The memorable scent of lavender

Beloved for its fragrance for millenniums, it’s still a charmer.

Ben Garvin/The Christian Science Monitor/File
Lavender grows in Siasconset, Mass.

Rosemary may be known as the herb of remembrance, but it is the unmistakable perfume of lavender that transports me to days gone by: a stroll through an English garden, my dad’s aftershave, a sleep pillow handcrafted by a neighbor.

Its fragrance alone makes lavender worth growing, but it is also a wonderful companion plant. It’s perfect for edging and low hedges, and creates colorful accents in the garden as well as in containers.

And, of course, it makes a powerfully fragrant combo when planted alongside roses. 

Lavender is native to the Mediterranean and has been used to perfume, cleanse, and heal for 2,500 years. Ancient Egyptians wrapped their dead in shrouds dipped in lavender. The Greeks used it medicinally. Romans used the herb extensively in bathwater. 

Elizabethans scattered lavender on floors to perfume the house, deter insects in the linen closet, and mask displeasing odors. Colonists brought lavender to America from England. 

A number of species are cultivated worldwide, but our best performers are English, Spanish, French, and the lavandins (a class of lavender hybrids). 

Not all lavenders will succeed everywhere in the country. Munstead, Hidcote, and Croxton’s Wild (hardy to Zone 4b) are the best ones for overwintering in most of temperate America.

While English lavender (L. angustifolia) is winter-hardy to Zone 5 and comfortable in hot, arid areas of the West, it generally will not tolerate the steaming summers of the Deep South.

French and Spanish varieties don’t mind humidity, but may need to be treated as annuals north of Zone 9. Provence and Sweet have done consistently well in Southern gardens.

No matter where you live, all lavenders require full sun, an airy location, and slightly alkaline soil. Superior drainage is a must, in order to avoid root rot. Adding rotted manure and small stones to clay and sandy soils will improve drainage problems.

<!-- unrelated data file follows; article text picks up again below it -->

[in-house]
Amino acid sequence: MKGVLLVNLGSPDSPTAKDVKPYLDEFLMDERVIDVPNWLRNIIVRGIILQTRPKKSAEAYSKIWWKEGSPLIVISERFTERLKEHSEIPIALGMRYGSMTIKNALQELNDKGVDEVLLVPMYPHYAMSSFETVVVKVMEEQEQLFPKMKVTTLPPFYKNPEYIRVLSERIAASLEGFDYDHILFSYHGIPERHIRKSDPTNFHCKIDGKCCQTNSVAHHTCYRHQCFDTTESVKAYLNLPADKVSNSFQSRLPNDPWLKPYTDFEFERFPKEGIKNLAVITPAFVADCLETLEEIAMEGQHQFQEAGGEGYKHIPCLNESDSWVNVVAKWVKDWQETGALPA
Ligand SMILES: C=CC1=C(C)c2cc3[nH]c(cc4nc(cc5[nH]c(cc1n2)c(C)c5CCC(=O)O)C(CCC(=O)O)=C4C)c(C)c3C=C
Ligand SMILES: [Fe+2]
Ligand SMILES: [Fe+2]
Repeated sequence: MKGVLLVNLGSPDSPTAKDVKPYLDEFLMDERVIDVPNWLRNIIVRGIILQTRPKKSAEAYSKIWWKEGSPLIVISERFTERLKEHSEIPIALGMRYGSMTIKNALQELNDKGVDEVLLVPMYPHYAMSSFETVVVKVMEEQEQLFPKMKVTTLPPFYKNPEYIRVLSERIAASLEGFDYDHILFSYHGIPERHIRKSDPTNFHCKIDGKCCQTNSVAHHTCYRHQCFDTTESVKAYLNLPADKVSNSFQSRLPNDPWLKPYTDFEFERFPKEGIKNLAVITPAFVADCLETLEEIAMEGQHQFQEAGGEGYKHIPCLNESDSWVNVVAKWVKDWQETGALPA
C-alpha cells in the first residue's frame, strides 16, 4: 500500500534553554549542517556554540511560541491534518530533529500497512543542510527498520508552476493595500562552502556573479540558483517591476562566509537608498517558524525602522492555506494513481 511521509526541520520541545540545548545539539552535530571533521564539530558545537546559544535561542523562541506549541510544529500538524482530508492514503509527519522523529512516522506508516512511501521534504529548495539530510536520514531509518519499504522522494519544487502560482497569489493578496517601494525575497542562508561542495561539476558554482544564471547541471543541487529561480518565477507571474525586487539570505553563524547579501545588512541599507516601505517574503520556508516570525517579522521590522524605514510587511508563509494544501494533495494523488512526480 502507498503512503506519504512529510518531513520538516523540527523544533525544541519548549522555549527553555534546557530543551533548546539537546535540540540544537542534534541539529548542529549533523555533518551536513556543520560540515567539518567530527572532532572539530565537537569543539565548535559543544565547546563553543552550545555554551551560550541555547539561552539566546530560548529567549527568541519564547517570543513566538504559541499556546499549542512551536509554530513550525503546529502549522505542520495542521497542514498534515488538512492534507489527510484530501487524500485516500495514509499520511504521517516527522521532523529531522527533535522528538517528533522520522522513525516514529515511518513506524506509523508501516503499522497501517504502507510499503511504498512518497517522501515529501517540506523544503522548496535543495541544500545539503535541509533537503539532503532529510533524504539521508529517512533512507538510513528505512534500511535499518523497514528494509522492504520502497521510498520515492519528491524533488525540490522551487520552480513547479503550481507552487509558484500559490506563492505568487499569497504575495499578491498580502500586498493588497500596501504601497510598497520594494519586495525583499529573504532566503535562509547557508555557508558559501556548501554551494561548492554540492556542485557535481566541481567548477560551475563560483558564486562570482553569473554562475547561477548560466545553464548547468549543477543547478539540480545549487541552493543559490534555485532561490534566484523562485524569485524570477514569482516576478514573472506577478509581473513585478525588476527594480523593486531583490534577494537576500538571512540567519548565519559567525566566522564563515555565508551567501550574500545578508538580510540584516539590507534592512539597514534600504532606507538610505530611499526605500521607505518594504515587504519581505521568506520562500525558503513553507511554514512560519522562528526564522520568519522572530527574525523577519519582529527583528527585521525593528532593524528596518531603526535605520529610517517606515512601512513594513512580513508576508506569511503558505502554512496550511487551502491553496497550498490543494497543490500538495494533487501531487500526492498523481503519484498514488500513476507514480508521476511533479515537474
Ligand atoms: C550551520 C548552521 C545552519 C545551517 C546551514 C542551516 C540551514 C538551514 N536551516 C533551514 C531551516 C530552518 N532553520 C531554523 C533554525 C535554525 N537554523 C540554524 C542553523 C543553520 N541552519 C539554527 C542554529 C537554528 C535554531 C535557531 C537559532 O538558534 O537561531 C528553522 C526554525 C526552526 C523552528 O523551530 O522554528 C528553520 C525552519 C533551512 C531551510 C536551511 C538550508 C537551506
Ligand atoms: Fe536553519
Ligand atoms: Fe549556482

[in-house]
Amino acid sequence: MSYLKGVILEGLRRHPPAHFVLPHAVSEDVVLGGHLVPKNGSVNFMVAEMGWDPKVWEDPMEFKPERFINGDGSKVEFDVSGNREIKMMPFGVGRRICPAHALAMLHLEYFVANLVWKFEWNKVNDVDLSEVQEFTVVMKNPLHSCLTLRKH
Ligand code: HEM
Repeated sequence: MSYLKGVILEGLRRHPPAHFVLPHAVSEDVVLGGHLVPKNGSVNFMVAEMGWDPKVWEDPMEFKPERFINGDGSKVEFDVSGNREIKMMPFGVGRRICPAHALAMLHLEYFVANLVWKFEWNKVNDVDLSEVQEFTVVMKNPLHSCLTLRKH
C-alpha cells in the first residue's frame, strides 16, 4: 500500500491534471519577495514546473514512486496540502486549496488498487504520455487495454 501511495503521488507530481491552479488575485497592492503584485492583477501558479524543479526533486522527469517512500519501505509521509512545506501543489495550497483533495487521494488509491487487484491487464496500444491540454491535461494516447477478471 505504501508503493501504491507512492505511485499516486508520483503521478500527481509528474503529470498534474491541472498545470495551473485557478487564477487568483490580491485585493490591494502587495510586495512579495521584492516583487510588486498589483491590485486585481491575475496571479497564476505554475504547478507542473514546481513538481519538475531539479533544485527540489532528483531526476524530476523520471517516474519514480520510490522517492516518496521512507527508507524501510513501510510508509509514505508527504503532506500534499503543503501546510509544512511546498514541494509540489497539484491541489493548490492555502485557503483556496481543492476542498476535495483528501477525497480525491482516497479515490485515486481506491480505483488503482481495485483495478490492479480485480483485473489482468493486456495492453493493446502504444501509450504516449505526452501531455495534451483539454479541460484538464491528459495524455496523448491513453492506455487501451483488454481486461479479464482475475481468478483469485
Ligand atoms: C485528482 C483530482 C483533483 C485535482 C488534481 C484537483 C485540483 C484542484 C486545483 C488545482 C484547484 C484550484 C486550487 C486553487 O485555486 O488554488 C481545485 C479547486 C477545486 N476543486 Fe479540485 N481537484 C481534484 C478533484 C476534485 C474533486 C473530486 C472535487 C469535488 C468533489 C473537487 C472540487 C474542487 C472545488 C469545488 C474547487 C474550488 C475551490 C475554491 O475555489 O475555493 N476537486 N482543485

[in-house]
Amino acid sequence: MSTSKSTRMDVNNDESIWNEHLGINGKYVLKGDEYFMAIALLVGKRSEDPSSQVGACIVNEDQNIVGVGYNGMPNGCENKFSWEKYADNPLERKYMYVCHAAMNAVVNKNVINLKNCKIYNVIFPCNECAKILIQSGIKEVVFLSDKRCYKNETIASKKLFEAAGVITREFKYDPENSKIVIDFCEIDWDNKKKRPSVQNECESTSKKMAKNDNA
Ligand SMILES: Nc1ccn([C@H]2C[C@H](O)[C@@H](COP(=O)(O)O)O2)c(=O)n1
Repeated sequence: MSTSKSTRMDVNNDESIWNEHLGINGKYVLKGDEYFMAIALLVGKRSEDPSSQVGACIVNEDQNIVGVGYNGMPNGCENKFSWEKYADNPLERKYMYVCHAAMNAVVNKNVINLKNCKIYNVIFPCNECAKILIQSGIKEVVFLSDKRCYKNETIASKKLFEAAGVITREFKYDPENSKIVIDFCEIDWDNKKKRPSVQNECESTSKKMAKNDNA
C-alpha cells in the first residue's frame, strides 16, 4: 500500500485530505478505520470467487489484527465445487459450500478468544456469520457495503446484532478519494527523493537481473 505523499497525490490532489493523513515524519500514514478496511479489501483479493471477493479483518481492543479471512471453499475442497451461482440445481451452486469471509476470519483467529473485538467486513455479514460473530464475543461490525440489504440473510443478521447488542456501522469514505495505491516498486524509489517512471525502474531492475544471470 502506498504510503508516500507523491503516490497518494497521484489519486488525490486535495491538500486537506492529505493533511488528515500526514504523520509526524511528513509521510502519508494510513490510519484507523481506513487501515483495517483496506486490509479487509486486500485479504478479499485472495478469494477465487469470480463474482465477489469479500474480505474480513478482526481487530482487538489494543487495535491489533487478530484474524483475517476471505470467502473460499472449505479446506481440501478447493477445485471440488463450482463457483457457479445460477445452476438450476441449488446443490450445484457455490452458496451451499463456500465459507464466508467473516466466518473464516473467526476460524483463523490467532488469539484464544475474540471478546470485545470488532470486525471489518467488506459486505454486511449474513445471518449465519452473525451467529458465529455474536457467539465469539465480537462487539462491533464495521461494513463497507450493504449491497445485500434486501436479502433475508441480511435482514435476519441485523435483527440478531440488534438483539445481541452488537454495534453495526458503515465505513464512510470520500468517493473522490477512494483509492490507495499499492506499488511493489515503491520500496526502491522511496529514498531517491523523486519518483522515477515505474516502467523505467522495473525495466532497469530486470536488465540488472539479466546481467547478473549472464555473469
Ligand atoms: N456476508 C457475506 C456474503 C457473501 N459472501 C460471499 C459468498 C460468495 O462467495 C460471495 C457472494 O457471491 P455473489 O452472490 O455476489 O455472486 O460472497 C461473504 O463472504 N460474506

Lavenders may require a little extra water during their first season, but they don’t need fertilizer. Some experts recommend sprinkling a bit of potash around the base of each bush in the spring to heighten flower quality and color. 

Established bushes need to be trimmed back by at least one-third in the spring (after new growth has appeared) to keep plants from getting lanky and woody. Deadheading lavenders after they bloom may encourage the plant to flower again. Tidy up unruly branches and cut out any dead wood over the growing season. 

Stop pruning by Oct. 1 to give plants a chance to harden off before winter.

Harvest flower stems just as they begin to open. Pick the dark-flowered lavenders when just one or two flowers are open. Choose a warm, dry day and prune late in the morning – damp flower stalks can encourage mold. Hang small bunches of cuttings held with rubber bands upside down to dry in a dark, well-ventilated room. Sunlight will fade the flowers. 

Once the heads have dried, you can enjoy your harvest in many ways: Add a pinch of lavender flowers to freshly baked breads, mix the flowers in potpourris, or create your own unique sachets. Then, breathe deeply to recapture some cherished summer memories. 

You've read  of  free articles. Subscribe to continue.
Real news can be honest, hopeful, credible, constructive.
What is the Monitor difference? Tackling the tough headlines – with humanity. Listening to sources – with respect. Seeing the story that others are missing by reporting what so often gets overlooked: the values that connect us. That’s Monitor reporting – news that changes how you see the world.

Dear Reader,

About a year ago, I happened upon this statement about the Monitor in the Harvard Business Review – under the charming heading of “do things that don’t interest you”:

“Many things that end up” being meaningful, writes social scientist Joseph Grenny, “have come from conference workshops, articles, or online videos that began as a chore and ended with an insight. My work in Kenya, for example, was heavily influenced by a Christian Science Monitor article I had forced myself to read 10 years earlier. Sometimes, we call things ‘boring’ simply because they lie outside the box we are currently in.”

If you were to come up with a punchline to a joke about the Monitor, that would probably be it. We’re seen as being global, fair, insightful, and perhaps a bit too earnest. We’re the bran muffin of journalism.

But you know what? We change lives. And I’m going to argue that we change lives precisely because we force open that too-small box that most human beings think they live in.

The Monitor is a peculiar little publication that’s hard for the world to figure out. We’re run by a church, but we’re not only for church members and we’re not about converting people. We’re known as being fair even as the world becomes as polarized as at any time since the newspaper’s founding in 1908.

We have a mission beyond circulation, we want to bridge divides. We’re about kicking down the door of thought everywhere and saying, “You are bigger and more capable than you realize. And we can prove it.”

If you’re looking for bran muffin journalism, you can subscribe to the Monitor for $15. You’ll get the Monitor Weekly magazine, the Monitor Daily email, and unlimited access to

QR Code to The memorable scent of lavender
Read this article in
QR Code to Subscription page
Start your subscription today